Cooley said that although homicide detectives can't personally offer immunity, they regularly tell potential witnesses that they're interested in a death, not other crimes like prostitution. An attorney advising the witness will then present an offer to the district attorney's office offering certain testimony, and a high-ranking member of the office would review the need for evidence and decide whether to agree to immunity, Cooley said.
Robert Sheahen, a veteran criminal defense attorney, said "informal immunity is granted by detectives almost every day."
"We rely on a good deal of faith and the word of law enforcement," he said.
Buck, a tech entrepreneur millionaire, has been on the national political scene for three decades. In 1980s, as a Republican, he ran a campaign to impeach Arizona Gov. Evan Mecham. For the last decade, as a prominent Democratic booster, he has donated tens of thousands of dollars to Democratic causes and candidates, including in West Hollywood.
Nana Gyamfi, a Los Angeles attorney, said she represents at least three black men who complained about Buck and that she is seeking immunity for them from the district attorney before providing statements and evidence to sheriff's homicide detectives.
The Times has reviewed pages of a journal that authorities said was found among Moore's possessions and picked up by a family friend from the coroner's office.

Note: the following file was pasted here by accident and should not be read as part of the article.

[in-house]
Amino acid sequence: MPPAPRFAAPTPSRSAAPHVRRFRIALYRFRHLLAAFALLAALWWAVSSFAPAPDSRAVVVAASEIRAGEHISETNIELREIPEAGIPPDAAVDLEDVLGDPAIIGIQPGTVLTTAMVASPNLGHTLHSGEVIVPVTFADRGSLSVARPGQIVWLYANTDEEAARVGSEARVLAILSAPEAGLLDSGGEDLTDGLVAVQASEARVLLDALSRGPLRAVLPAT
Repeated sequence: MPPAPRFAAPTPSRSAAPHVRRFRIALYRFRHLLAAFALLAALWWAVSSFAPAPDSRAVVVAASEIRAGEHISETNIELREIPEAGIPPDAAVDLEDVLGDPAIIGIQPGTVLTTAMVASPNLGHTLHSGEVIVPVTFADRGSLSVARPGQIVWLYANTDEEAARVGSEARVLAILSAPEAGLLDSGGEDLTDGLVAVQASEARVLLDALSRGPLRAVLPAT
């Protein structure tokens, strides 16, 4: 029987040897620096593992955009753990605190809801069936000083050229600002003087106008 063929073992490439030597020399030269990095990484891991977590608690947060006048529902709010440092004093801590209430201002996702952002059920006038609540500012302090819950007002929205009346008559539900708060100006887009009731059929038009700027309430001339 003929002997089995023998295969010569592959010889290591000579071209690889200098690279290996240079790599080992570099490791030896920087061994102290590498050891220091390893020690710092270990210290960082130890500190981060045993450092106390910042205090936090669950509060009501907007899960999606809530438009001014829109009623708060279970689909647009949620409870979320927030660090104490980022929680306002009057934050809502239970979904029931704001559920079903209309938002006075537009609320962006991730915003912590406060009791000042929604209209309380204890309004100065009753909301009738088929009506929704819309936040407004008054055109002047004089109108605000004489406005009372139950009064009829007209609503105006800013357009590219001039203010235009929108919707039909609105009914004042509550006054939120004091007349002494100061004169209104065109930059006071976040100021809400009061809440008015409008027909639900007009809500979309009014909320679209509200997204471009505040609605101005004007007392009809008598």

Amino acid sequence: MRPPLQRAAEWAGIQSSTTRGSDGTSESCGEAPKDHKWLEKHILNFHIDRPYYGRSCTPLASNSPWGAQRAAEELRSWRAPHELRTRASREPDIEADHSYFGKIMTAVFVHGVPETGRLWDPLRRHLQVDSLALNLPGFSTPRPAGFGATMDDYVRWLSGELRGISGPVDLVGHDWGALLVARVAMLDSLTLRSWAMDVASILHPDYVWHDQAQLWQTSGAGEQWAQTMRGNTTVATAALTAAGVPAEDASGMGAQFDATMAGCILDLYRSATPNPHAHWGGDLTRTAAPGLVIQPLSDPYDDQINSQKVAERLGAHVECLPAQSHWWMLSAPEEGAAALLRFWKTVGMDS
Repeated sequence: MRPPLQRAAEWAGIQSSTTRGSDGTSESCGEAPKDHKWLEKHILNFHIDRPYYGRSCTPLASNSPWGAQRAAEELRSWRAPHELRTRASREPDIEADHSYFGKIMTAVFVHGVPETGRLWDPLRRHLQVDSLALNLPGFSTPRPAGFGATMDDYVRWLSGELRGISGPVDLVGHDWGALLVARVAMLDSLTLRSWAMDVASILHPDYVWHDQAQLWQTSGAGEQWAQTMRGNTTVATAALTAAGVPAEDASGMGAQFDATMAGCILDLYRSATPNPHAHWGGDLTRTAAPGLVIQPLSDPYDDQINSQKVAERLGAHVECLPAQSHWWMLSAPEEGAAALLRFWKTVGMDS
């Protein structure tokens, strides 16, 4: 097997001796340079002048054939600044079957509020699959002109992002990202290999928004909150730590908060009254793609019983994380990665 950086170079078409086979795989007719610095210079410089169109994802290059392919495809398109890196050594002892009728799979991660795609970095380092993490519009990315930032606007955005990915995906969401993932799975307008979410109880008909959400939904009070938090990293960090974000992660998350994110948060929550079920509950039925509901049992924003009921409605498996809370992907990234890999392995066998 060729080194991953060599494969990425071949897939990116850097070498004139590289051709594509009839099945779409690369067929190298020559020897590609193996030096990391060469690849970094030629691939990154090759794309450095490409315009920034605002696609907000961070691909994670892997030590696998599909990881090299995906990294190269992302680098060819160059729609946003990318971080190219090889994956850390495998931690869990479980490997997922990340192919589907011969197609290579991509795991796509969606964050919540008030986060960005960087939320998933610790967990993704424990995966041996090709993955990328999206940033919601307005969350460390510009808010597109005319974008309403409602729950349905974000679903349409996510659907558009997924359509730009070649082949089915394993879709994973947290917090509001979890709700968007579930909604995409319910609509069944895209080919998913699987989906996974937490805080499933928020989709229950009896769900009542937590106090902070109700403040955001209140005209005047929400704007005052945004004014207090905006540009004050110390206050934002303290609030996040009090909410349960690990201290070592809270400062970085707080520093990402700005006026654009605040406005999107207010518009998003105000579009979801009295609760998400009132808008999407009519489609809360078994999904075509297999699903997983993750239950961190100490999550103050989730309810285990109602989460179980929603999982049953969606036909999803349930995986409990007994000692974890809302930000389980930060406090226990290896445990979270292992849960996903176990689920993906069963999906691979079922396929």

In it, Moore purportedly wrote last year about his use of crystal methamphetamine and made accusations against Buck. Authorities said they are investigating claims made in the journal.
"I've become addicted to drugs and the worst one at that," Moore purportedly wrote. "Ed Buck is the one to thank, he gave me my first injection of chrystal meth."
The entry continues: "I just hope the end result isn't death. … If it didn't hurt so bad I'd kill myself but I'll let Ed Buck do it for now."
The Times interviewed a man who said he reported complaints about Buck — similar to those made in the journal — to the sheriff's West Hollywood station on July 4. The man, who asked to remain anonymous, described himself as an escort. The Sheriff's Department was looking into whether he filed a report.
Amster, Buck's attorney, said his client was at home with Moore at the time of his death but "Ed did not witness him ingest any drugs." The attorney said Moore was at the apartment because "Ed is involved in helping the homeless to get a safe haven to take care of their sanitary needs."
Amster said his client is distraught over Moore's death and is now facing accusations on the Internet from unnamed escorts.
"How many weeks of spurious stories are there going to be?" Amster said. "It is starting to sound like character assassination."
He said he's never experienced people asking for immunity so early in a case.
Amster said the investigation does not give people the right to pry into Buck's lifestyle with consenting adults and that West Hollywood especially, which has a large LGBTQ population, should respect that stance.